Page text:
The flexibility of the Twitter platform and the wide variation, even among the most popular Twitter clients, has led to most users choosing a favorite, but still having multiple clients installed. It's rare for a single user's Tweet stream to go a few days without showing more than one client used - thanks to some clients being best at one utility or another.
This week has seen a great deal of interest in version 2 of Tweetie's iPhone application. Rebooted and reloaded with a boatload of new features and enhancements, Loren Brichter's offering is being lauded as the best on the iPhone, period. But even as I may agree that it's great, the discussion has actually led me to revisit the Mac desktop client of Tweetie, and I have been using it almost exclusively (with the exception of posts that flow from FriendFeed) for the last few weeks.
My Tweetie Desktop In Action (Showing the @Mentions Window)
On September 25th, I posted a note illustrating my then-current view of the Twitter client race, saying: "TweetDeck: Best at Groups. Tweetie: Best on iPhone. Seesmic: Best at DMs. Brizzly: Best at Retweets and Images."
I stand by that comment, because I believe that each of the different applications has forged a space for itself to be best at something. TweetDeck introduced the concept of groups to Twitter (See Review), and while others, like Seesmic, have adopted it, it has maintained a usability lead. Tweetie's latest iteration on the iPhone has extended their lead over the stale Twitterific and the very busy TweetDeck. For direct messages, I have long found Seesmic's Web app to offer the best option for grouping conversations and seeing previous messages between accounts (See Review), and Brizzly makes retweeting a lot easier than Twitter's native client has.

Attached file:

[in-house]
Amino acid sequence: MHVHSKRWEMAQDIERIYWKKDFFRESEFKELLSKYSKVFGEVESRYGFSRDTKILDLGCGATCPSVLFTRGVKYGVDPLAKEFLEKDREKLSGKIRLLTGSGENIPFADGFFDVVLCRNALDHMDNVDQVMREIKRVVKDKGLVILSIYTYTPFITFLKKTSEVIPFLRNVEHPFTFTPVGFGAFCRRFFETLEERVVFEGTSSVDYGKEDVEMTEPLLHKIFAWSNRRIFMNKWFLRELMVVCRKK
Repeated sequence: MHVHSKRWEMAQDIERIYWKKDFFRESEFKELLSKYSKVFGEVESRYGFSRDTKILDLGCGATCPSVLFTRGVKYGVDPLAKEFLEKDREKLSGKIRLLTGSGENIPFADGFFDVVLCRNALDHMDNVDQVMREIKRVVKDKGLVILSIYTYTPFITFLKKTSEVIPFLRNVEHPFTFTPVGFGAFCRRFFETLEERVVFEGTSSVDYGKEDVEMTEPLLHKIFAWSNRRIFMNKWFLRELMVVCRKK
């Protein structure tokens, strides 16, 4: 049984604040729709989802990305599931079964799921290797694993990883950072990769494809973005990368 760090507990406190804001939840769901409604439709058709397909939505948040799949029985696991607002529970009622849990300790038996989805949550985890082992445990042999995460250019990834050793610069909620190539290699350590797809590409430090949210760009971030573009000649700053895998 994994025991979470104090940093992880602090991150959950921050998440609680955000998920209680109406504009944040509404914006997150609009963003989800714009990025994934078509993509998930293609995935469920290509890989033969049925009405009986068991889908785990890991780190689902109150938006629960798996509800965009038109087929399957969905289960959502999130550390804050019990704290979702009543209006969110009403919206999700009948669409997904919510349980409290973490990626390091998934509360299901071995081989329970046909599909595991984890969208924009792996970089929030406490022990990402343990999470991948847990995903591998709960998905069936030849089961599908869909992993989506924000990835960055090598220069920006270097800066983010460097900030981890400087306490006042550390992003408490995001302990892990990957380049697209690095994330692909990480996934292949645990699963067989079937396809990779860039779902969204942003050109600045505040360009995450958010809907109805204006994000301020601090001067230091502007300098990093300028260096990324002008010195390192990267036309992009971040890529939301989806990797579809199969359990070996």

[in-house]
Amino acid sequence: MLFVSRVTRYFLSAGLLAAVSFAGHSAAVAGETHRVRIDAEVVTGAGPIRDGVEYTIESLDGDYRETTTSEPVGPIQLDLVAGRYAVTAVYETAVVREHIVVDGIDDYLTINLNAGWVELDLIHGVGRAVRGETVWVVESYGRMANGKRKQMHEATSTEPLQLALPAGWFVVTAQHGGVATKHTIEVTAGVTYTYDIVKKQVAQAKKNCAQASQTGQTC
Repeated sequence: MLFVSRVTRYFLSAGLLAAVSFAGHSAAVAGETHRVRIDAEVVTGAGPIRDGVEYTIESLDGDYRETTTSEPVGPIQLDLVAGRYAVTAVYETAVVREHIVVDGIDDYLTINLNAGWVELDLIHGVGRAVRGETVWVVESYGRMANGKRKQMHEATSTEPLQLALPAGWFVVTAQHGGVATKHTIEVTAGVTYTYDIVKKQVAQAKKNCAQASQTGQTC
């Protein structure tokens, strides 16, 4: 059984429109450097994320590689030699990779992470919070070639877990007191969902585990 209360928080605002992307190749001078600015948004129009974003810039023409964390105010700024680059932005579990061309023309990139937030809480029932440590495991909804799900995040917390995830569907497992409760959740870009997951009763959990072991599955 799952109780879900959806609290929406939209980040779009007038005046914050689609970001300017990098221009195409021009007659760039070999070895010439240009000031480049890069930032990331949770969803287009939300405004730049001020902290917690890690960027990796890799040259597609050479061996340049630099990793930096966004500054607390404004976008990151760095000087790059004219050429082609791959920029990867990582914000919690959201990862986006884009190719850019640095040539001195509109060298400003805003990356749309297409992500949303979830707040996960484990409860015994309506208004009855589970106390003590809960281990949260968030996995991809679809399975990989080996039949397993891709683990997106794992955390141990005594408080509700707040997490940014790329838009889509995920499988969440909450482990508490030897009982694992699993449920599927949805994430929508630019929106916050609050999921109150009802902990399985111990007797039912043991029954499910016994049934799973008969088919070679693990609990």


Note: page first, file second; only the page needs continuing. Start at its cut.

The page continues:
But one major piece I left out from that comment was the use of multiple accounts. And when you think about multiple accounts, it's my opinion that two products support this capability extremely well. The first is Brizzly, which lets you operate under either account by clicking on the avatar, correctly moving over saved searches and all other relevant data. The second is Tweetie, for both the desktop (on the Mac) and the iPhone.
As I've now inherited multiple Twitter accounts for clients, and have also added my @lgshareditems account, as well as a new @privatelg account that I am using primarily for a quieter Twitter experience, a better multiple accounts client was sorely needed, and this is what has pushed Tweetie over the top for me, not just on the iPhone, where everybody is talking about it, but on the Mac too.
Browsing Updates In Tweetie on My @privatelg Account
In April, when Tweetie for Mac debuted, I called it "Clean, Simple and Robust". That's all still true, but now that I am actively managing multiple accounts, and using the product's built in capacity for retweeting, while enjoying the threaded direct message conversations I used to only enjoy in Seesmic Web, it has practically taken over my Twitter stream. I remain quite fond of Brizzly and Seesmic Web through the browser, but don't mind running Tweetie in the background, not feeling the RAM glut that some other AIR-based clients have on my computing power.